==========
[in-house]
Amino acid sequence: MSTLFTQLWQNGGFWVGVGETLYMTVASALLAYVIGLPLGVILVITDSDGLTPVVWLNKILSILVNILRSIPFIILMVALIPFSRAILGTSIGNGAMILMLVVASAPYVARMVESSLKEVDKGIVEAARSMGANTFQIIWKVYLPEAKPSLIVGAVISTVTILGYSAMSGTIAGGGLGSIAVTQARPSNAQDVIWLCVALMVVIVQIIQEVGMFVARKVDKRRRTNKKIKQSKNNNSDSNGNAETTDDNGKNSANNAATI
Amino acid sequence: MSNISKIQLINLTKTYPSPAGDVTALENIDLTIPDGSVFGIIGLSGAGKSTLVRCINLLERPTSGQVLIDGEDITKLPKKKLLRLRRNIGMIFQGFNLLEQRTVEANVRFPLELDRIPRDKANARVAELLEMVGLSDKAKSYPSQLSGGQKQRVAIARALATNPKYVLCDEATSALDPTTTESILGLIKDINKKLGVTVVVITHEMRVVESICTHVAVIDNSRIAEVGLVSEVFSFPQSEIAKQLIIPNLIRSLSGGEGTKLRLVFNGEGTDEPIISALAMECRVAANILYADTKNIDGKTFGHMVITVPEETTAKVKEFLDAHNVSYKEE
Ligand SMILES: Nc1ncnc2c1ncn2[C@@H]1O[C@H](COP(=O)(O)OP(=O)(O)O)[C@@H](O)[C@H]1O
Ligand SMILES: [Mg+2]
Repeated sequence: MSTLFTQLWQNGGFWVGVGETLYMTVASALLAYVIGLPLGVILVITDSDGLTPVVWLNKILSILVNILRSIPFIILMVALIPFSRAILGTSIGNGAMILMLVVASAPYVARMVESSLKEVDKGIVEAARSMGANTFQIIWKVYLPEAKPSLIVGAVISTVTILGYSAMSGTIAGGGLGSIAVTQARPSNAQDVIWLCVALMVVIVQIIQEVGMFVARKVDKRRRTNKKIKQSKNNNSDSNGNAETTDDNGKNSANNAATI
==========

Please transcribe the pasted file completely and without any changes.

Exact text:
[in-house]
Amino acid sequence: MSTLFTQLWQNGGFWVGVGETLYMTVASALLAYVIGLPLGVILVITDSDGLTPVVWLNKILSILVNILRSIPFIILMVALIPFSRAILGTSIGNGAMILMLVVASAPYVARMVESSLKEVDKGIVEAARSMGANTFQIIWKVYLPEAKPSLIVGAVISTVTILGYSAMSGTIAGGGLGSIAVTQARPSNAQDVIWLCVALMVVIVQIIQEVGMFVARKVDKRRRTNKKIKQSKNNNSDSNGNAETTDDNGKNSANNAATI
Amino acid sequence: MSNISKIQLINLTKTYPSPAGDVTALENIDLTIPDGSVFGIIGLSGAGKSTLVRCINLLERPTSGQVLIDGEDITKLPKKKLLRLRRNIGMIFQGFNLLEQRTVEANVRFPLELDRIPRDKANARVAELLEMVGLSDKAKSYPSQLSGGQKQRVAIARALATNPKYVLCDEATSALDPTTTESILGLIKDINKKLGVTVVVITHEMRVVESICTHVAVIDNSRIAEVGLVSEVFSFPQSEIAKQLIIPNLIRSLSGGEGTKLRLVFNGEGTDEPIISALAMECRVAANILYADTKNIDGKTFGHMVITVPEETTAKVKEFLDAHNVSYKEE
Ligand SMILES: Nc1ncnc2c1ncn2[C@@H]1O[C@H](COP(=O)(O)OP(=O)(O)O)[C@@H](O)[C@H]1O
Ligand SMILES: [Mg+2]
Repeated sequence: MSTLFTQLWQNGGFWVGVGETLYMTVASALLAYVIGLPLGVILVITDSDGLTPVVWLNKILSILVNILRSIPFIILMVALIPFSRAILGTSIGNGAMILMLVVASAPYVARMVESSLKEVDKGIVEAARSMGANTFQIIWKVYLPEAKPSLIVGAVISTVTILGYSAMSGTIAGGGLGSIAVTQARPSNAQDVIWLCVALMVVIVQIIQEVGMFVARKVDKRRRTNKKIKQSKNNNSDSNGNAETTDDNGKNSANNAATI